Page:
At around 3pm, we reached the cabin that would be our home for the next 2 nights. There were a couple other houses nearby, but otherwise we were alone on the mountains. While simple, the cabin contained all necessities, including warm blankets and a fireplace! We spent the rest of the afternoon relaxing and then Baloo cooked up a delicious dinner. After relaxing by the fire and playing a few rounds of cards, we retired to bed a bit early, since we were tired from the day’s exertions. Tomorrow would be a very long day, as we would attempt to hike to the summit and then return back to the cabin in the evening.
We awoke early, around 6:30 am, to a hot breakfast cooked up by Baloo. It was still very cold outside, and it definitely helped to warm us up a bit. During breakfast, we were visited by two small puppies. They waited outside our door expectantly, which was funny, since we were the first people to stay in the cabin that year. We fed them some of our scraps which they eagerly gobbled up and packed our daypacks with all of our winter gear, including the snowshoes, since we would soon encounter snow on our trek.
The brisk mountain air felt especially fresh as we started the day’s hike. As we continued our ascent, we were subject to increasingly picturesque and stunning views of the surrounding mountains. We also happened across a few bones belonging to cows and yaks that did not survive the previous season. Baloo explained that soon the farmers and shepherds would begin leading their herds up into the mountains to feast on the fresh grass as the snows began to thaw.
Around 10 am we had our first sight of snow ahead of us, and we reached the snowline at around 11. It was here that we bundled up, putting on our winter gear including our snow boots. The snow deepened quickly, going from a few inches to a few feet almost instantaneously! We strapped on our snowshoes, that suffice to say, weren’t the best. All of us had several problems with a snowshoe coming astray as we scaled the mountain and our progress began to slow down. There was no way to be sure, but Baloo estimated that we were around 3500 meters high, with still several hundred left to go. It was starting to become extremely difficult to hike upwards with the snowshoes and all of the gear on. Baloo wasn’t sure if we’d be able to reach the summit and return back to the cabin safely before nightfall, so around 1pm, it was decided that we would turn around and head back.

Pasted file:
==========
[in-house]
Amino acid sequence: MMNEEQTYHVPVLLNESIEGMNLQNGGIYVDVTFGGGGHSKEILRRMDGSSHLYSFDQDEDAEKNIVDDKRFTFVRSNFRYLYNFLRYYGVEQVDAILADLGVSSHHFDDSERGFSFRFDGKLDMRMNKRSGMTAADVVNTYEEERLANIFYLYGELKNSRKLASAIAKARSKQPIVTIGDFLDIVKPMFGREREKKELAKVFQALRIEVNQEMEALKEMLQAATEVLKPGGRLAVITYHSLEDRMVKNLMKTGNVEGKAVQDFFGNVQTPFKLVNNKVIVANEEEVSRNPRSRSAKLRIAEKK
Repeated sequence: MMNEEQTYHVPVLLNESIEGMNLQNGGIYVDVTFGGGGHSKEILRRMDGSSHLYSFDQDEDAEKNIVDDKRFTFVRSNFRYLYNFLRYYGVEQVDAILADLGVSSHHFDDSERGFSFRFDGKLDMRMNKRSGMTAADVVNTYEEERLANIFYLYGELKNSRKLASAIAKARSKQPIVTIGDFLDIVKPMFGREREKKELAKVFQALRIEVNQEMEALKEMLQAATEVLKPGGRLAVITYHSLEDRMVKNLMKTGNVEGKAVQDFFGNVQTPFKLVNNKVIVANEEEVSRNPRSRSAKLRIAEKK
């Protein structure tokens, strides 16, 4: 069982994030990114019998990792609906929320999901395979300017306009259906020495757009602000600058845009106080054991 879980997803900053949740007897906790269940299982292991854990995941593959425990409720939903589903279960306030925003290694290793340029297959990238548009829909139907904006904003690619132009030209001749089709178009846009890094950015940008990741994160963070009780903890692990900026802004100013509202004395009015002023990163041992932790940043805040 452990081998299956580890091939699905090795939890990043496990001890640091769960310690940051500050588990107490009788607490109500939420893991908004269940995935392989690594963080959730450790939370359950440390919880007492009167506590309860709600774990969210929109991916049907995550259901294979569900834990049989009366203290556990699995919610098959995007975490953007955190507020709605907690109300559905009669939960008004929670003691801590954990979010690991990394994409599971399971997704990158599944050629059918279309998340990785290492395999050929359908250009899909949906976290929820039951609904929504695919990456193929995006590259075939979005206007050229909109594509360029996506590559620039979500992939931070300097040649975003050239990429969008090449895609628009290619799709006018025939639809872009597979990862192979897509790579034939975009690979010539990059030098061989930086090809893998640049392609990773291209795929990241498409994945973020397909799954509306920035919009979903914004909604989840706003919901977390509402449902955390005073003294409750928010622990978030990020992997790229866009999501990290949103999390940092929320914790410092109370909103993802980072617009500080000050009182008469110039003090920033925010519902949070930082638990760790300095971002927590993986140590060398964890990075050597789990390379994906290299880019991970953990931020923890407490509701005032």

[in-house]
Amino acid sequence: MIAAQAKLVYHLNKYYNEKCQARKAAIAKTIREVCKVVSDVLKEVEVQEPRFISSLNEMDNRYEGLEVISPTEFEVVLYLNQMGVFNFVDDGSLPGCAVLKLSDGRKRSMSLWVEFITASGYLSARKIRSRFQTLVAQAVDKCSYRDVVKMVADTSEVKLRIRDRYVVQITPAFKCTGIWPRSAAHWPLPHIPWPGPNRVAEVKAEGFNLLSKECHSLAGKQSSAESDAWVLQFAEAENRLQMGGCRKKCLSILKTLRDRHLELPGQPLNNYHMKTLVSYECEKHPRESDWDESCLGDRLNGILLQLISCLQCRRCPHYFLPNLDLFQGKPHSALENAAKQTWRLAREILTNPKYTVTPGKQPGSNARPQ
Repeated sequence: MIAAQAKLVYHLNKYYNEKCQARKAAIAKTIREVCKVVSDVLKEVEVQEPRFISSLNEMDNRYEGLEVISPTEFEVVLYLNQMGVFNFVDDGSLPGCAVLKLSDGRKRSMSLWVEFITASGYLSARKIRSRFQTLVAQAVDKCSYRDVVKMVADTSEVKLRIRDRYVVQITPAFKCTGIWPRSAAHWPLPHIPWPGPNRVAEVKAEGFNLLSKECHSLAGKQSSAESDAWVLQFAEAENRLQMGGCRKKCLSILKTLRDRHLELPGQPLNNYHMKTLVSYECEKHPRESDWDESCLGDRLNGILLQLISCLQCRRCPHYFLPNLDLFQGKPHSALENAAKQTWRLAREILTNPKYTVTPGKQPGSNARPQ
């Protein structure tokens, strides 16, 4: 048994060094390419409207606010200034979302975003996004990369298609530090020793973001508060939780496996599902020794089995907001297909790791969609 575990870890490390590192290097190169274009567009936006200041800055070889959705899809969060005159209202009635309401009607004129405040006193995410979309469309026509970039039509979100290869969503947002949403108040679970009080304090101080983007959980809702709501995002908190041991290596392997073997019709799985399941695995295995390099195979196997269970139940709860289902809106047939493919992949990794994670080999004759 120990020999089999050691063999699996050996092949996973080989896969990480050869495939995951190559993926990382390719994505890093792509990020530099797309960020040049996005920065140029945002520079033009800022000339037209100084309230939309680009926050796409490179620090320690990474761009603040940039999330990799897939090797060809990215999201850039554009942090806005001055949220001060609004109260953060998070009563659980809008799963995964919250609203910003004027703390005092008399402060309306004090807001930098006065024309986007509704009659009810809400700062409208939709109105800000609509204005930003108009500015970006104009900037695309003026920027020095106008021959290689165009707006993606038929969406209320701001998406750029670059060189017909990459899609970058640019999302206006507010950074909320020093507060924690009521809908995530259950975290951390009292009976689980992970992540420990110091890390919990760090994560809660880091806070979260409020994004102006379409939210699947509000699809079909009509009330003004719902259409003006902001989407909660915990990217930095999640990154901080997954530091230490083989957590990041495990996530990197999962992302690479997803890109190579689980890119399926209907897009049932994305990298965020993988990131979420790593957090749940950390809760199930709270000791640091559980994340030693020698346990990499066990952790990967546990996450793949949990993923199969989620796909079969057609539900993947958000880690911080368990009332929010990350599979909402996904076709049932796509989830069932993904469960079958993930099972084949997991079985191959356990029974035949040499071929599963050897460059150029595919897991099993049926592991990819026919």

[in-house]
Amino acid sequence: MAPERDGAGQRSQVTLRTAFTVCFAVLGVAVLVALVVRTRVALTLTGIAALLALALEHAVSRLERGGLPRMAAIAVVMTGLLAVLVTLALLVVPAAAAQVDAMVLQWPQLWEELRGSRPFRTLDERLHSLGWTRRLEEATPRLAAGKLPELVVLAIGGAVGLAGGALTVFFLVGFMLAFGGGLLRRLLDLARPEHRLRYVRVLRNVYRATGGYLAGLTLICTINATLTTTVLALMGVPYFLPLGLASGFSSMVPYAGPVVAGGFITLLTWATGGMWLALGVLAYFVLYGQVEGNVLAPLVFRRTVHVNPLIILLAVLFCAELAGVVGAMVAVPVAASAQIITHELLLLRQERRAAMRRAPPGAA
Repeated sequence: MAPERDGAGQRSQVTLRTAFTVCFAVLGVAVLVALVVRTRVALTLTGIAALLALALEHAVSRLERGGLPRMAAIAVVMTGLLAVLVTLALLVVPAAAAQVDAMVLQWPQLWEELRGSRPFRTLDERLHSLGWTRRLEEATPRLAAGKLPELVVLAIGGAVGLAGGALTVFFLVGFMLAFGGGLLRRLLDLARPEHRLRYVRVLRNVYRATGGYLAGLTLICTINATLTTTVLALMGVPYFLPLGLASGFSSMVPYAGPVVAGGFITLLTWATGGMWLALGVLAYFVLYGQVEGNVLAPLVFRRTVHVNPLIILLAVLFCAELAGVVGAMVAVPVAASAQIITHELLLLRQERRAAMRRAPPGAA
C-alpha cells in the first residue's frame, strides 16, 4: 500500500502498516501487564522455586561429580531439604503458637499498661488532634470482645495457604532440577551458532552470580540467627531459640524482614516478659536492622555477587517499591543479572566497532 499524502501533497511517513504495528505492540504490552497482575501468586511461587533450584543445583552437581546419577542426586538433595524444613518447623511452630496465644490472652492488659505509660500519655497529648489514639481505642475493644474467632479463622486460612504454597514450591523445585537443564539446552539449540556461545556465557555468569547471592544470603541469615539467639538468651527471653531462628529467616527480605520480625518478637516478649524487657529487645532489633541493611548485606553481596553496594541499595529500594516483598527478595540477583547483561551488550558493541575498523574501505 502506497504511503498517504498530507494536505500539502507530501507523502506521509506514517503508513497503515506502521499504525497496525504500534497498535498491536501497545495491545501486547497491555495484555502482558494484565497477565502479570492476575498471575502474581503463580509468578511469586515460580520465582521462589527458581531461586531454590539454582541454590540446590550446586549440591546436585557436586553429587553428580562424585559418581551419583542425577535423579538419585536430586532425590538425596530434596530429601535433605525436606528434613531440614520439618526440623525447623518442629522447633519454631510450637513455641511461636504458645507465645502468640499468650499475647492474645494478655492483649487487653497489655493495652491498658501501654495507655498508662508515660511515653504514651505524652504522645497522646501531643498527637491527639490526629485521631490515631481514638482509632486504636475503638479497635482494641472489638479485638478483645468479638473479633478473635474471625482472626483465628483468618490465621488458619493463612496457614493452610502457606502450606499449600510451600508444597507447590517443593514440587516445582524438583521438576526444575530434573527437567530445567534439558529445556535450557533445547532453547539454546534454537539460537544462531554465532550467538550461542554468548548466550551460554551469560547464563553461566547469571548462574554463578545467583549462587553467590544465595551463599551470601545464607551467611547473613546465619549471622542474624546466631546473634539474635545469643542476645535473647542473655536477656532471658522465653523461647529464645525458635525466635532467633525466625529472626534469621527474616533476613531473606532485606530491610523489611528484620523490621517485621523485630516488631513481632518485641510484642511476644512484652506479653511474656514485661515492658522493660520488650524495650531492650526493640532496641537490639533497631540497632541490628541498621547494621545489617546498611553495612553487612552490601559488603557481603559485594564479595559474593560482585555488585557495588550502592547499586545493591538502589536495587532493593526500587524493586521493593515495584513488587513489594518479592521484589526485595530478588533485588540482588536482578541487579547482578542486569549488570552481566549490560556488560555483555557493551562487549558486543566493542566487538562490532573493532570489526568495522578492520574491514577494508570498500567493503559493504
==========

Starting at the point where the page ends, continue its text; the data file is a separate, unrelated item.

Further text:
None of us were too disappointed at this decision, as we knew that he Baloo knew best. Plus, trekking uphill through the deep snow was tiring! As we began to make our way down, sighs of relief echoed among us all when we reached the snowline and were able to remove our boots and snowshoes and don our hiking shoes. Back among the green paths, we made our way to the cabin, arriving at around 4pm. Surprisingly, the two puppies were waiting on the porch for us, tails wagging expectantly! Once again, we were worn out from the long day of hiking and lazed around the rest of the day before another early bedtime.
Today would be a slightly easier day, as we would be mainly going downhill. We would be going a different way than we came up, one that was longer, but promised more scenic views. Highlights of this day include coming across a herd of sheep and goats and their shepherds and having a chai tea break with them. We also had great views of the town of Manali, as we weaved around the mountainside.
We arrived back in town around midday, and I said goodbye to the Parisians and Baloo. Having a few hours to kill until my night bus to Dharamshala, I headed to my favorite café, Drifters, and treated myself to a pizza and slice of chocolate cake. Well-earned after the intense but enjoyable three days!